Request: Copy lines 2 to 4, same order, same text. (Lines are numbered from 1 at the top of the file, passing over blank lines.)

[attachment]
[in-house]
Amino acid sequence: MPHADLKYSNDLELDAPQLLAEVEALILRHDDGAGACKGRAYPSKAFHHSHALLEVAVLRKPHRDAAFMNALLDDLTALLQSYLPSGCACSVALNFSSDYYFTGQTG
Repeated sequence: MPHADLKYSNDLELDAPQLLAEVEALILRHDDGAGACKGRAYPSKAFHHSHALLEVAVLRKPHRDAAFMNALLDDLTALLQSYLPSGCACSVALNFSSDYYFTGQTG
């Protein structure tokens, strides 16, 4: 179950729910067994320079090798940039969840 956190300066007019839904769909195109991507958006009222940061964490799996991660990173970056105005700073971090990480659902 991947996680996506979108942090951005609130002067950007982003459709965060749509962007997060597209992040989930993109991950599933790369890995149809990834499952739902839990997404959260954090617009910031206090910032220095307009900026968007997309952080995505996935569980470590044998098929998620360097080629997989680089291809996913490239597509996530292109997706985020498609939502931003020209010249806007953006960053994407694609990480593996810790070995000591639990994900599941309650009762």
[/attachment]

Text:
Amino acid sequence: MPHADLKYSNDLELDAPQLLAEVEALILRHDDGAGACKGRAYPSKAFHHSHALLEVAVLRKPHRDAAFMNALLDDLTALLQSYLPSGCACSVALNFSSDYYFTGQTG
Repeated sequence: MPHADLKYSNDLELDAPQLLAEVEALILRHDDGAGACKGRAYPSKAFHHSHALLEVAVLRKPHRDAAFMNALLDDLTALLQSYLPSGCACSVALNFSSDYYFTGQTG
């Protein structure tokens, strides 16, 4: 179950729910067994320079090798940039969840 956190300066007019839904769909195109991507958006009222940061964490799996991660990173970056105005700073971090990480659902 991947996680996506979108942090951005609130002067950007982003459709965060749509962007997060597209992040989930993109991950599933790369890995149809990834499952739902839990997404959260954090617009910031206090910032220095307009900026968007997309952080995505996935569980470590044998098929998620360097080629997989680089291809996913490239597509996530292109997706985020498609939502931003020209010249806007953006960053994407694609990480593996810790070995000591639990994900599941309650009762």